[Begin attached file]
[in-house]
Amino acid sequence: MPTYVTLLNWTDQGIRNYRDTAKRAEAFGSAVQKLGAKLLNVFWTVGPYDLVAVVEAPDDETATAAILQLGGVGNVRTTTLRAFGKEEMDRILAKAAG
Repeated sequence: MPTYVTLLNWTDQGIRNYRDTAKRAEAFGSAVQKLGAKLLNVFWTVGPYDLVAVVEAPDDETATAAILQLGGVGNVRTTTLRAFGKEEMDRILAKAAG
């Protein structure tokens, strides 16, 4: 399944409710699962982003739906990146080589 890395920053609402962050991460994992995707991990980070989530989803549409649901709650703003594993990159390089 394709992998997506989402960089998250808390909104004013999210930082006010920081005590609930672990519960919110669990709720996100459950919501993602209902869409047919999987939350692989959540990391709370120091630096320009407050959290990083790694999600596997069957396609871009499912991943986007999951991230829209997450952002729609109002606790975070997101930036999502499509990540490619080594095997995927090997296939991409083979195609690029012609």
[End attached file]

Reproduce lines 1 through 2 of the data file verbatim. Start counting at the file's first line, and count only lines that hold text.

[in-house]
Amino acid sequence: MPTYVTLLNWTDQGIRNYRDTAKRAEAFGSAVQKLGAKLLNVFWTVGPYDLVAVVEAPDDETATAAILQLGGVGNVRTTTLRAFGKEEMDRILAKAAG